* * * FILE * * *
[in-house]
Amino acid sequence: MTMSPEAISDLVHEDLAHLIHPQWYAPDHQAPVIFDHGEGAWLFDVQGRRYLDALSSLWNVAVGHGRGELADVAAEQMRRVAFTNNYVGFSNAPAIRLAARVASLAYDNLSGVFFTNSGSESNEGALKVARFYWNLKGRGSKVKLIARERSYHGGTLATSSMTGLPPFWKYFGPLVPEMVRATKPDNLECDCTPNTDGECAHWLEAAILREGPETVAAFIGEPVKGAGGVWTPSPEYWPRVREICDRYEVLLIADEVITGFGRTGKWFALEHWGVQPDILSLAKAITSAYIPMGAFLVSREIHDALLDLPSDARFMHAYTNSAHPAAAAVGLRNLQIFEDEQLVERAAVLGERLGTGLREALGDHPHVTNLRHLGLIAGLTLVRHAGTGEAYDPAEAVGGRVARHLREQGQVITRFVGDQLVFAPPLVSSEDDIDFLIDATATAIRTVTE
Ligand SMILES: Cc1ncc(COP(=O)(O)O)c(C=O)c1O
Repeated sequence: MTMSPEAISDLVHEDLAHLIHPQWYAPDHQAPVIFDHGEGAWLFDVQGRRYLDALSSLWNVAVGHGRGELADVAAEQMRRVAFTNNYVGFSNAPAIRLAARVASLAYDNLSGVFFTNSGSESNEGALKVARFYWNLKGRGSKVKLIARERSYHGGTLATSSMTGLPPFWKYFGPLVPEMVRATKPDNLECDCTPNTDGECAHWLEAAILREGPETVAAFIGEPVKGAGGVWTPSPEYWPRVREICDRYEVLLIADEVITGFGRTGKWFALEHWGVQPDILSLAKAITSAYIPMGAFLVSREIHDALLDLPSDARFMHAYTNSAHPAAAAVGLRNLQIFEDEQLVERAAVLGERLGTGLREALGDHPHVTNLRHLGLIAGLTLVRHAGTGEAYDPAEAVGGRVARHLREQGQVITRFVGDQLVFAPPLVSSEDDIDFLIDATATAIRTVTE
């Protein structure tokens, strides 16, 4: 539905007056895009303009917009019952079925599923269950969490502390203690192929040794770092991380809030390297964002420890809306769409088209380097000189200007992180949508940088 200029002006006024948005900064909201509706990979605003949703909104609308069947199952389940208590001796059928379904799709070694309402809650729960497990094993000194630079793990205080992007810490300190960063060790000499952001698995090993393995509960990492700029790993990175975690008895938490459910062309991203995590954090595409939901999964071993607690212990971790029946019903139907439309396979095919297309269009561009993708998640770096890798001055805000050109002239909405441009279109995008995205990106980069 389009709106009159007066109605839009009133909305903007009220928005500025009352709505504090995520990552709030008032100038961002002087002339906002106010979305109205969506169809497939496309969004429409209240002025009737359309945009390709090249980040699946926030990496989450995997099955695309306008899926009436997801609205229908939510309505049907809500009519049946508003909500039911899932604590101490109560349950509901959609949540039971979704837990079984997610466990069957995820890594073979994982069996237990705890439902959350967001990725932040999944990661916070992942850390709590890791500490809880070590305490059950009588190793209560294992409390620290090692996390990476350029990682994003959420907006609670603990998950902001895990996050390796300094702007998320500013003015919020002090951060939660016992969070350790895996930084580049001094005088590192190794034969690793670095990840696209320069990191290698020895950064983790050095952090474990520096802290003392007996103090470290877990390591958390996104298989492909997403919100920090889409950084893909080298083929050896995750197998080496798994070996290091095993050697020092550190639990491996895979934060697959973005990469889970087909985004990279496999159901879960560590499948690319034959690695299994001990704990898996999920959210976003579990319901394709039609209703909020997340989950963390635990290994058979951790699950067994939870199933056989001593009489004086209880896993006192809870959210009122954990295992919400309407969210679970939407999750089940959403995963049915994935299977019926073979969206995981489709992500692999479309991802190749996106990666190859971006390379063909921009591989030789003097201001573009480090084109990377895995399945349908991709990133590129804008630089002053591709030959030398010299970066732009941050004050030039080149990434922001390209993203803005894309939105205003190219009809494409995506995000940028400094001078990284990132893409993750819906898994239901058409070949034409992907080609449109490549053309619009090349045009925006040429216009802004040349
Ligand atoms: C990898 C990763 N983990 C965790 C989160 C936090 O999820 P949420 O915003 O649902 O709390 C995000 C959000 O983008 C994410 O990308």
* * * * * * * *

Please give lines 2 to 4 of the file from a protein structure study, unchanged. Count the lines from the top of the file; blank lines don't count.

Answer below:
Amino acid sequence: MTMSPEAISDLVHEDLAHLIHPQWYAPDHQAPVIFDHGEGAWLFDVQGRRYLDALSSLWNVAVGHGRGELADVAAEQMRRVAFTNNYVGFSNAPAIRLAARVASLAYDNLSGVFFTNSGSESNEGALKVARFYWNLKGRGSKVKLIARERSYHGGTLATSSMTGLPPFWKYFGPLVPEMVRATKPDNLECDCTPNTDGECAHWLEAAILREGPETVAAFIGEPVKGAGGVWTPSPEYWPRVREICDRYEVLLIADEVITGFGRTGKWFALEHWGVQPDILSLAKAITSAYIPMGAFLVSREIHDALLDLPSDARFMHAYTNSAHPAAAAVGLRNLQIFEDEQLVERAAVLGERLGTGLREALGDHPHVTNLRHLGLIAGLTLVRHAGTGEAYDPAEAVGGRVARHLREQGQVITRFVGDQLVFAPPLVSSEDDIDFLIDATATAIRTVTE
Ligand SMILES: Cc1ncc(COP(=O)(O)O)c(C=O)c1O
Repeated sequence: MTMSPEAISDLVHEDLAHLIHPQWYAPDHQAPVIFDHGEGAWLFDVQGRRYLDALSSLWNVAVGHGRGELADVAAEQMRRVAFTNNYVGFSNAPAIRLAARVASLAYDNLSGVFFTNSGSESNEGALKVARFYWNLKGRGSKVKLIARERSYHGGTLATSSMTGLPPFWKYFGPLVPEMVRATKPDNLECDCTPNTDGECAHWLEAAILREGPETVAAFIGEPVKGAGGVWTPSPEYWPRVREICDRYEVLLIADEVITGFGRTGKWFALEHWGVQPDILSLAKAITSAYIPMGAFLVSREIHDALLDLPSDARFMHAYTNSAHPAAAAVGLRNLQIFEDEQLVERAAVLGERLGTGLREALGDHPHVTNLRHLGLIAGLTLVRHAGTGEAYDPAEAVGGRVARHLREQGQVITRFVGDQLVFAPPLVSSEDDIDFLIDATATAIRTVTE